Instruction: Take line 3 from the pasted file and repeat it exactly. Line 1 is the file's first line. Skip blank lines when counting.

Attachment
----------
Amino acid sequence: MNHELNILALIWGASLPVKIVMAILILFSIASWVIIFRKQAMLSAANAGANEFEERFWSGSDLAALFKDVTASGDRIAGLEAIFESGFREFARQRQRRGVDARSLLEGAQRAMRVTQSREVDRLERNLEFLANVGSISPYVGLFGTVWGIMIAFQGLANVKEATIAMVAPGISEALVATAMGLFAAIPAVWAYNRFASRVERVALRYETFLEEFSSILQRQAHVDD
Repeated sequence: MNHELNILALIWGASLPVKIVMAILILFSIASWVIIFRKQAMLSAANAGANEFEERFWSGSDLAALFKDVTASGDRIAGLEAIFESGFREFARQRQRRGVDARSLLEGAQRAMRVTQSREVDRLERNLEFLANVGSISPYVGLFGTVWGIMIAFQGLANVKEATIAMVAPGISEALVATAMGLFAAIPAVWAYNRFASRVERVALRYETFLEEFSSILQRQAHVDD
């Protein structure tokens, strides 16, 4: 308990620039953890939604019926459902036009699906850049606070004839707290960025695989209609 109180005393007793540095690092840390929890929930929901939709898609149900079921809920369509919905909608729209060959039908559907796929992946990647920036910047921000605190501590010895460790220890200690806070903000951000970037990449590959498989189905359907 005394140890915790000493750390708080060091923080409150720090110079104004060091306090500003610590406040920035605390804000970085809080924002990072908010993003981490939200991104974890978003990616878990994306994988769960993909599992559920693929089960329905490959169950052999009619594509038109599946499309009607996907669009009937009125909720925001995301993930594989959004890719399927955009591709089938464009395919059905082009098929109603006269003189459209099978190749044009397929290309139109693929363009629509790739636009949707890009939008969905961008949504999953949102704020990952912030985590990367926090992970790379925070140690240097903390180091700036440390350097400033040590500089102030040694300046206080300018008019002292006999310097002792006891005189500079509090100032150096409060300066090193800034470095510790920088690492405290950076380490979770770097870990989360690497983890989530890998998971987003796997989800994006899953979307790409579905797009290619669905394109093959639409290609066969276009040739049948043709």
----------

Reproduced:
């Protein structure tokens, strides 16, 4: 308990620039953890939604019926459902036009699906850049606070004839707290960025695989209609 109180005393007793540095690092840390929890929930929901939709898609149900079921809920369509919905909608729209060959039908559907796929992946990647920036910047921000605190501590010895460790220890200690806070903000951000970037990449590959498989189905359907 005394140890915790000493750390708080060091923080409150720090110079104004060091306090500003610590406040920035605390804000970085809080924002990072908010993003981490939200991104974890978003990616878990994306994988769960993909599992559920693929089960329905490959169950052999009619594509038109599946499309009607996907669009009937009125909720925001995301993930594989959004890719399927955009591709089938464009395919059905082009098929109603006269003189459209099978190749044009397929290309139109693929363009629509790739636009949707890009939008969905961008949504999953949102704020990952912030985590990367926090992970790379925070140690240097903390180091700036440390350097400033040590500089102030040694300046206080300018008019002292006999310097002792006891005189500079509090100032150096409060300066090193800034470095510790920088690492405290950076380490979770770097870990989360690497983890989530890998998971987003796997989800994006899953979307790409579905797009290619669905394109093959639409290609066969276009040739049948043709």